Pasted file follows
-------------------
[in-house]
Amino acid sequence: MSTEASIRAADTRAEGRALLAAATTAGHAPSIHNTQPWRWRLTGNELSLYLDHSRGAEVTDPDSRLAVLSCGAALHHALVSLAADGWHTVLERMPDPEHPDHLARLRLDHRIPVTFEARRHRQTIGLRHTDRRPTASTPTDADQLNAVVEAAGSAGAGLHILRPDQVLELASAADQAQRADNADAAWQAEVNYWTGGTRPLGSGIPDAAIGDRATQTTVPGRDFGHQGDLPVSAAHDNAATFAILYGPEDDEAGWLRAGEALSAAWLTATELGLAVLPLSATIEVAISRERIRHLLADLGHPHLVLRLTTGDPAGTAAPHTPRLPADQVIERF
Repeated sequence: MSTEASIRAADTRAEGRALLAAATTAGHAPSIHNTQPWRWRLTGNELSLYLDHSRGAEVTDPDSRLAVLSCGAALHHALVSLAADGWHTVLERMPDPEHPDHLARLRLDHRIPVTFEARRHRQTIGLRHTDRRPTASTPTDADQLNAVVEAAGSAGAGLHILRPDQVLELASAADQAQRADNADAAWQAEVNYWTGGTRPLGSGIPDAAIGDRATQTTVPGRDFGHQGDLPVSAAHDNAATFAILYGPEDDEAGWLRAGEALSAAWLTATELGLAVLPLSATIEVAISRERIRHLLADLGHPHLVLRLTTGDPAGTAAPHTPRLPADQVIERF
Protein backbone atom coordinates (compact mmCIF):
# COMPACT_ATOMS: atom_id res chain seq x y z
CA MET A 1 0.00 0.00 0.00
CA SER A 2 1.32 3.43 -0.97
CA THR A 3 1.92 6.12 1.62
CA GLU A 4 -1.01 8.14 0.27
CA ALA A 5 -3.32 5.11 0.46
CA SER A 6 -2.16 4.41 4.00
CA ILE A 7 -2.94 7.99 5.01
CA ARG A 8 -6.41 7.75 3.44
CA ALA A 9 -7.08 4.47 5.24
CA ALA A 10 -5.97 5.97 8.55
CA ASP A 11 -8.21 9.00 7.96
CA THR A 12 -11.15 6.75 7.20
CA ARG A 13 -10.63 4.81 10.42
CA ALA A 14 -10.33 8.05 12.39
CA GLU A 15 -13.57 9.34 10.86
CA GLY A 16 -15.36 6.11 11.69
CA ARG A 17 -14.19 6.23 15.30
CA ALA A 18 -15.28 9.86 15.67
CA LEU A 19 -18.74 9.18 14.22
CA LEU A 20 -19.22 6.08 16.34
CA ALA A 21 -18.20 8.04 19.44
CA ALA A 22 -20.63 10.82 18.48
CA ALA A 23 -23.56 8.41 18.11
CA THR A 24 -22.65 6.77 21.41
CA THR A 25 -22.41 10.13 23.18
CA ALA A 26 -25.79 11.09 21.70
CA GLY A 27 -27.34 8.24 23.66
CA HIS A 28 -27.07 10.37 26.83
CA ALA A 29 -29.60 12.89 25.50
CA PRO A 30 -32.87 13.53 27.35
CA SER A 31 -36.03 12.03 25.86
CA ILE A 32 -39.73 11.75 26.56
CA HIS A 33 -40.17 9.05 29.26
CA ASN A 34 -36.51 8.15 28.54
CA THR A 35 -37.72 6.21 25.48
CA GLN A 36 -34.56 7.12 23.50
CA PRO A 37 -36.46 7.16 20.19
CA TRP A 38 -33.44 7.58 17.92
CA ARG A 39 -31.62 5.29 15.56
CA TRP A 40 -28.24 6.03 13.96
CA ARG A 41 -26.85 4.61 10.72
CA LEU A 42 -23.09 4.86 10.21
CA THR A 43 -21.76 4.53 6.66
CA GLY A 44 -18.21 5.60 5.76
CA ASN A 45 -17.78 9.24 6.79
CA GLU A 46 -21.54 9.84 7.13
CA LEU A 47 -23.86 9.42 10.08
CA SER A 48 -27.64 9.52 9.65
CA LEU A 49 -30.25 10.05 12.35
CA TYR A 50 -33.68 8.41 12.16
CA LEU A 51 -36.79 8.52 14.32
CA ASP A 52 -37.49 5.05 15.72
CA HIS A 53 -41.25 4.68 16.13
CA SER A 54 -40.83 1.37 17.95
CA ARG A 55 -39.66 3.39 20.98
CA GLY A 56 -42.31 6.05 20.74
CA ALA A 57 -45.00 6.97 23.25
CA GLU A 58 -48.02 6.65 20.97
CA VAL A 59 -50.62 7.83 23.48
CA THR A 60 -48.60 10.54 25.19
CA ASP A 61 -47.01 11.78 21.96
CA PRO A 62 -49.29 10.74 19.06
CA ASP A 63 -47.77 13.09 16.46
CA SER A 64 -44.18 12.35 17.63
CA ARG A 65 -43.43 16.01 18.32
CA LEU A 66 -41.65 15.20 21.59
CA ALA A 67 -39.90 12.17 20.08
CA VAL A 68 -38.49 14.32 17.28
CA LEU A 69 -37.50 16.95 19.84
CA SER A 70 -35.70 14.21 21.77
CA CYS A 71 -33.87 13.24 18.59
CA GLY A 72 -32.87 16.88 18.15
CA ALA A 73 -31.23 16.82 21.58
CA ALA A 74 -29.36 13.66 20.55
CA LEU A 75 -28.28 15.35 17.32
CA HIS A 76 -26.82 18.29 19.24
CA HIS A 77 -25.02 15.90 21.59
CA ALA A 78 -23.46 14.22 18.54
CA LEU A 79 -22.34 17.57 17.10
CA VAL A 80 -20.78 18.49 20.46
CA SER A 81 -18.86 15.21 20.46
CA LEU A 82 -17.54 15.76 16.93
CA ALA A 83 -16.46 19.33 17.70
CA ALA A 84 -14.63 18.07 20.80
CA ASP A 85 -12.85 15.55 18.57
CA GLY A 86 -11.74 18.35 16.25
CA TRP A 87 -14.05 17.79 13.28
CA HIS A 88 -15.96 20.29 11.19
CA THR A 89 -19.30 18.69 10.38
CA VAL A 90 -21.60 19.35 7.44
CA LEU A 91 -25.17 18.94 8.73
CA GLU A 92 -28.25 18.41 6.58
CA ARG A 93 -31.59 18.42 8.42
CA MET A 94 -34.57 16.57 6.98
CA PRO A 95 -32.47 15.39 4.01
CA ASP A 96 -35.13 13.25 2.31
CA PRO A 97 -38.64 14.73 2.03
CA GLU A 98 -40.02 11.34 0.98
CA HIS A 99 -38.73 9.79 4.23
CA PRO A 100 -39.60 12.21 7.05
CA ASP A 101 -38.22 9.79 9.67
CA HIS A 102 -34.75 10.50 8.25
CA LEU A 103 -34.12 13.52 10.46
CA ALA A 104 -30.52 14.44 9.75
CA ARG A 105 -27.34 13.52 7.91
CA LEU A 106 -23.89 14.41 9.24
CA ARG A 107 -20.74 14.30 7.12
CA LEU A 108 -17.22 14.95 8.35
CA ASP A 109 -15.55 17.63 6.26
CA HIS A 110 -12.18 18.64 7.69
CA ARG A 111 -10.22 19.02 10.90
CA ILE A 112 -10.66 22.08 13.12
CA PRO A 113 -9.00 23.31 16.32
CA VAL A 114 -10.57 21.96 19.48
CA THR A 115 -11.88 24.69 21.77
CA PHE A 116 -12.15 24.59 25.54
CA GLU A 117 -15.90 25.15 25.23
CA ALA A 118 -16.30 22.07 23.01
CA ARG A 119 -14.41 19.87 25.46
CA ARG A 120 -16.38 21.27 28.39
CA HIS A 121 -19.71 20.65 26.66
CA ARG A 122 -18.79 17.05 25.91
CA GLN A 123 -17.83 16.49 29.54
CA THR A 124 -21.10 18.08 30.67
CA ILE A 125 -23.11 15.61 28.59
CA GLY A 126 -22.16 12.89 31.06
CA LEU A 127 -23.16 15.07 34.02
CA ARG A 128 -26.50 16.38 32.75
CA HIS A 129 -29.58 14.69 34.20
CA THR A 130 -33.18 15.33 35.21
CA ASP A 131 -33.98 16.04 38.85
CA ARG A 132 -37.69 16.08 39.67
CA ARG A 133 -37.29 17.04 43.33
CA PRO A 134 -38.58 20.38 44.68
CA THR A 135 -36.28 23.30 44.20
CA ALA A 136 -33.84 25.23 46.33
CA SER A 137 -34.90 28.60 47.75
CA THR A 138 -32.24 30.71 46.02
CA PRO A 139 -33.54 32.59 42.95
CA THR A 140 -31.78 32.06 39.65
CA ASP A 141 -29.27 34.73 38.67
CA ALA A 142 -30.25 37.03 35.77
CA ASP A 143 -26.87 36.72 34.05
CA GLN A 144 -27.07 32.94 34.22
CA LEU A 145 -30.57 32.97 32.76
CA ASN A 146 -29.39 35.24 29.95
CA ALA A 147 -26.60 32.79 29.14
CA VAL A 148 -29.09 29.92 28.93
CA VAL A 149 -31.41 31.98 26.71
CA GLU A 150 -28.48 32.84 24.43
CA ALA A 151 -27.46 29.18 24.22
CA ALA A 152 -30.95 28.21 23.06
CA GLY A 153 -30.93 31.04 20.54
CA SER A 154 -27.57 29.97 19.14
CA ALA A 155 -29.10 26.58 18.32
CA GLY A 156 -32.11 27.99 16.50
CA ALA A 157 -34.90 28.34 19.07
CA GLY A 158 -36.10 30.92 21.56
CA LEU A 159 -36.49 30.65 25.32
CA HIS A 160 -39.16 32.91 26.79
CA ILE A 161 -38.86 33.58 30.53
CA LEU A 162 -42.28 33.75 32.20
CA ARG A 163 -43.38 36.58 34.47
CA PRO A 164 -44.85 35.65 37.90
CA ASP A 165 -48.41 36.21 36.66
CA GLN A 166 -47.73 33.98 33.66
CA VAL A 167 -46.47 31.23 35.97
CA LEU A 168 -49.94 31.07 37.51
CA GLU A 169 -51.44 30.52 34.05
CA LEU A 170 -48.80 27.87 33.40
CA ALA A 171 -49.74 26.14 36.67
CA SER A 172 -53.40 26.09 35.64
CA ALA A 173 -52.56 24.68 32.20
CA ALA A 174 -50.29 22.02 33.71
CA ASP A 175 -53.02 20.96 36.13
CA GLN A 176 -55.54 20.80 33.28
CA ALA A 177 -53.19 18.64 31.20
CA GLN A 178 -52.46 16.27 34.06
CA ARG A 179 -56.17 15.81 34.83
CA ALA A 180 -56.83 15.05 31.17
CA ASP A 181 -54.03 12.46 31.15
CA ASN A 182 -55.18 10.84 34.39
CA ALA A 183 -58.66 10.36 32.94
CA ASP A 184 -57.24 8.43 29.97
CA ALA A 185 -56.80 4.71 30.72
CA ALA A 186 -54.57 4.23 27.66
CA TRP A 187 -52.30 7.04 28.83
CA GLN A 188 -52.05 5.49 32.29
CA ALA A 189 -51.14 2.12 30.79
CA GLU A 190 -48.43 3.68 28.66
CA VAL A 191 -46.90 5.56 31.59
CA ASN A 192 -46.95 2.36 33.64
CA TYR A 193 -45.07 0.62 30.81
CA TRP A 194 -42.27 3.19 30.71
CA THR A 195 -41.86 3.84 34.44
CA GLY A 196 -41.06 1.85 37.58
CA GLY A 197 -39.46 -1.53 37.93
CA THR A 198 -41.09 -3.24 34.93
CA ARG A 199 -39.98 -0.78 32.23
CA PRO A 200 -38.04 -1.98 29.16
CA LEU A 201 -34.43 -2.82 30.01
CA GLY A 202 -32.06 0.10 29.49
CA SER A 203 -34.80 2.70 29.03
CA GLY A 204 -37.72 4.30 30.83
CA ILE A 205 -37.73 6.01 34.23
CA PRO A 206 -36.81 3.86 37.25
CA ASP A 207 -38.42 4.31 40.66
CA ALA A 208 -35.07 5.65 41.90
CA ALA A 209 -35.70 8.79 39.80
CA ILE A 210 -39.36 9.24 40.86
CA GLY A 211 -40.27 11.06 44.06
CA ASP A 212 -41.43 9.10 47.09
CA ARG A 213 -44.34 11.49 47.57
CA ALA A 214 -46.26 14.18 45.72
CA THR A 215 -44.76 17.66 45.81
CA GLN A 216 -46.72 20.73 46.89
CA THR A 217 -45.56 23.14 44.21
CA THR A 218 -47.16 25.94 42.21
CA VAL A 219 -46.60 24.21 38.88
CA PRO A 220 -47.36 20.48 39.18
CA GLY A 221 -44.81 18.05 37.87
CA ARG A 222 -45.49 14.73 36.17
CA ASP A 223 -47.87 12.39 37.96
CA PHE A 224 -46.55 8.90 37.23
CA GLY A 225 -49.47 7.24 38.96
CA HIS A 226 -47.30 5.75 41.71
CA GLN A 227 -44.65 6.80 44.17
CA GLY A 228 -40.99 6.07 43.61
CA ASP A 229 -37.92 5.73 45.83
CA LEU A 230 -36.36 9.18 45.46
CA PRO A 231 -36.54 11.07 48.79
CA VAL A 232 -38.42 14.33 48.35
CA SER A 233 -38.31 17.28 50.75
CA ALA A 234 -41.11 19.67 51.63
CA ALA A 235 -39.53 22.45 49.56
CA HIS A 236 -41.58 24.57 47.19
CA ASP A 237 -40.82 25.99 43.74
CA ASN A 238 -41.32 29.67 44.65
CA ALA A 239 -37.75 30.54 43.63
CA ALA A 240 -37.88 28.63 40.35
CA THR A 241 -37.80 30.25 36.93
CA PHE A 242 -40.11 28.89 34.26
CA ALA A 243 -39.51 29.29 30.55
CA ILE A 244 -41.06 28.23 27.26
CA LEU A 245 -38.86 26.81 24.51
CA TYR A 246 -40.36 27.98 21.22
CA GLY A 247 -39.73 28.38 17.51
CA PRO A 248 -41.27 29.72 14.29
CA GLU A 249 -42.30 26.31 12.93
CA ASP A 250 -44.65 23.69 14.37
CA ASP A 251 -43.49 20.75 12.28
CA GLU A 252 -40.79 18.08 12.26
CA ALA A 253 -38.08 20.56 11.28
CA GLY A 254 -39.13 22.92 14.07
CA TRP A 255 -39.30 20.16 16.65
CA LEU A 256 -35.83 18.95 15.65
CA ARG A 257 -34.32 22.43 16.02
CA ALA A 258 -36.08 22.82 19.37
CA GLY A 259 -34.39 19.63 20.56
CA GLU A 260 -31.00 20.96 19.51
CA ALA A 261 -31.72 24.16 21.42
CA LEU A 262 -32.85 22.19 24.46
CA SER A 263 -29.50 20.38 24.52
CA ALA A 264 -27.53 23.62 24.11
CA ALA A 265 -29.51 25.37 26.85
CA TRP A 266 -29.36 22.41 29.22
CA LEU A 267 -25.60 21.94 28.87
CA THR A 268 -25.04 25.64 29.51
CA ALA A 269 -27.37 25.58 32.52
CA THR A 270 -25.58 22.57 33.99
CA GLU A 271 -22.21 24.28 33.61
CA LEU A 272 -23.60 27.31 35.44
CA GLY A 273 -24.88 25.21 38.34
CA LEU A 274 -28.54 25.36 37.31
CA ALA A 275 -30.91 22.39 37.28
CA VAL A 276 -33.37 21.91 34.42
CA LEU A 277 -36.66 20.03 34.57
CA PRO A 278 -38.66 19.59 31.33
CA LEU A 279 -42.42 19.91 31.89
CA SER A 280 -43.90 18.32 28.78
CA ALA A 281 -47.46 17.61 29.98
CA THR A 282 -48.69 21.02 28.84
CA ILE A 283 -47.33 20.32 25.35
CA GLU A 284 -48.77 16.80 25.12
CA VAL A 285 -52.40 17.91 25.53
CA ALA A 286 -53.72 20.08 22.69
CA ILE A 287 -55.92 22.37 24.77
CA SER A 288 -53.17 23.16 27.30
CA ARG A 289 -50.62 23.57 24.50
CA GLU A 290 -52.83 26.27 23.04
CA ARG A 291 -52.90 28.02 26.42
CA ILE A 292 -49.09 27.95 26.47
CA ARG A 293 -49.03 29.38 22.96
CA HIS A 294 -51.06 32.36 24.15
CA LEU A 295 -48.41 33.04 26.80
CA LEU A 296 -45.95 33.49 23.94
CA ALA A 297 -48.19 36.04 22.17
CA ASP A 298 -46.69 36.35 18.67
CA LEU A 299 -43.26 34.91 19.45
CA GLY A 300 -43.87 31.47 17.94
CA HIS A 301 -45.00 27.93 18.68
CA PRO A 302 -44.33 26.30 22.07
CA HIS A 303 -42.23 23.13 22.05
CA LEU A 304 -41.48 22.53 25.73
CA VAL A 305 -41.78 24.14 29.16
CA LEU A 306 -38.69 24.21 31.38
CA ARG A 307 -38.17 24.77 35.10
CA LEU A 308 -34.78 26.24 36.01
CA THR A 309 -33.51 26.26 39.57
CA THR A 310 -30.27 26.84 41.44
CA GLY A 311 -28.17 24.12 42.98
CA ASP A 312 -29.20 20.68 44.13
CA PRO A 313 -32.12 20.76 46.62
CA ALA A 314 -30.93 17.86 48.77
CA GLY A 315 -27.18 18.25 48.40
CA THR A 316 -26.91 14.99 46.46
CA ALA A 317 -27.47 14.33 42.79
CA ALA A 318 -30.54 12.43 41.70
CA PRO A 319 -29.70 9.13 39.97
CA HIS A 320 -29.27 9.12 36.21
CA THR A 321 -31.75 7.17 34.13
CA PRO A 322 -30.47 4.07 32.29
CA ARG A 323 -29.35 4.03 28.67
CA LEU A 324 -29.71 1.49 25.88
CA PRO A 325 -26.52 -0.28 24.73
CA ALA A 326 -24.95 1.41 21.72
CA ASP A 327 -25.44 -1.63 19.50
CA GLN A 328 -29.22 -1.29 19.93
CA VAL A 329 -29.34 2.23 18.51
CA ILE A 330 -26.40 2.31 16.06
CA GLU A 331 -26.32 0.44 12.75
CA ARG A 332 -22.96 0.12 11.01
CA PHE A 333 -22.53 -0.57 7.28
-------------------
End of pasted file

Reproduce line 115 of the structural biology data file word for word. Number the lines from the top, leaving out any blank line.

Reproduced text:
CA HIS A 110 -12.18 18.64 7.69